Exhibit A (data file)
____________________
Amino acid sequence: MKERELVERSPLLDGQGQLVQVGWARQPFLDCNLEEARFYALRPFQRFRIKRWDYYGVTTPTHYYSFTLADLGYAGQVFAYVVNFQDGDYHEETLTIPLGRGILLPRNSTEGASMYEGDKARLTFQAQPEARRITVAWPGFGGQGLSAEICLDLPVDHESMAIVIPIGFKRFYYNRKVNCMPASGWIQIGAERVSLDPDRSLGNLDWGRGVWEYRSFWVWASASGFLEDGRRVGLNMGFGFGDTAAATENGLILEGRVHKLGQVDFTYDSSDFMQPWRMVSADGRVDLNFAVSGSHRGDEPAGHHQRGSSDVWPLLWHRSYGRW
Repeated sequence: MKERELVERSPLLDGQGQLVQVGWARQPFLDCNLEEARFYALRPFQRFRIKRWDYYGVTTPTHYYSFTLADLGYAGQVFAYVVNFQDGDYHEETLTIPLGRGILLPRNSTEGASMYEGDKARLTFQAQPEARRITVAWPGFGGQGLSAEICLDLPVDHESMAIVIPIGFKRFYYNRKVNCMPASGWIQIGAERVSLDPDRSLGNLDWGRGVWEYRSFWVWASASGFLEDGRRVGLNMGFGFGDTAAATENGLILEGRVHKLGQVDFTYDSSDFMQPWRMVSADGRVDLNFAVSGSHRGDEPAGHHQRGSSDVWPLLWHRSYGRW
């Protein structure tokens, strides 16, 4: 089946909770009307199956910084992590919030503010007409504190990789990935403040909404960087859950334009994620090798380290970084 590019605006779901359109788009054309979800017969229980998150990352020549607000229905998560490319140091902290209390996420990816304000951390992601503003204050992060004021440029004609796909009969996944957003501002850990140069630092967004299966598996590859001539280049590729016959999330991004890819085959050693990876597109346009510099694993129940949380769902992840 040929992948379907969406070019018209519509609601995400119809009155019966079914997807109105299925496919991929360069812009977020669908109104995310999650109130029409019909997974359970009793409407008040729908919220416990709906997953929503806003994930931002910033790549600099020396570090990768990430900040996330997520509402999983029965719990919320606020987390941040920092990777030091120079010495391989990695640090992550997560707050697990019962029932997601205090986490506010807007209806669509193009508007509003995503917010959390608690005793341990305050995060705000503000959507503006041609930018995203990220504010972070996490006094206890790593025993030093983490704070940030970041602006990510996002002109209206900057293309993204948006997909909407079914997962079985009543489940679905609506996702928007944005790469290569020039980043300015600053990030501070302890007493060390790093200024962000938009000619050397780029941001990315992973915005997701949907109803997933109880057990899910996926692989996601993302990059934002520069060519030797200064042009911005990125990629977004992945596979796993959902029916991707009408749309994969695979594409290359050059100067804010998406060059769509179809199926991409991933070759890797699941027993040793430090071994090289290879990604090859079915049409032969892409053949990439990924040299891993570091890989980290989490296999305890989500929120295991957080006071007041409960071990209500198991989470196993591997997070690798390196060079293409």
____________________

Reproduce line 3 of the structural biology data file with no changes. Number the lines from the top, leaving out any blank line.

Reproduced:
């Protein structure tokens, strides 16, 4: 089946909770009307199956910084992590919030503010007409504190990789990935403040909404960087859950334009994620090798380290970084 590019605006779901359109788009054309979800017969229980998150990352020549607000229905998560490319140091902290209390996420990816304000951390992601503003204050992060004021440029004609796909009969996944957003501002850990140069630092967004299966598996590859001539280049590729016959999330991004890819085959050693990876597109346009510099694993129940949380769902992840 040929992948379907969406070019018209519509609601995400119809009155019966079914997807109105299925496919991929360069812009977020669908109104995310999650109130029409019909997974359970009793409407008040729908919220416990709906997953929503806003994930931002910033790549600099020396570090990768990430900040996330997520509402999983029965719990919320606020987390941040920092990777030091120079010495391989990695640090992550997560707050697990019962029932997601205090986490506010807007209806669509193009508007509003995503917010959390608690005793341990305050995060705000503000959507503006041609930018995203990220504010972070996490006094206890790593025993030093983490704070940030970041602006990510996002002109209206900057293309993204948006997909909407079914997962079985009543489940679905609506996702928007944005790469290569020039980043300015600053990030501070302890007493060390790093200024962000938009000619050397780029941001990315992973915005997701949907109803997933109880057990899910996926692989996601993302990059934002520069060519030797200064042009911005990125990629977004992945596979796993959902029916991707009408749309994969695979594409290359050059100067804010998406060059769509179809199926991409991933070759890797699941027993040793430090071994090289290879990604090859079915049409032969892409053949990439990924040299891993570091890989980290989490296999305890989500929120295991957080006071007041409960071990209500198991989470196993591997997070690798390196060079293409």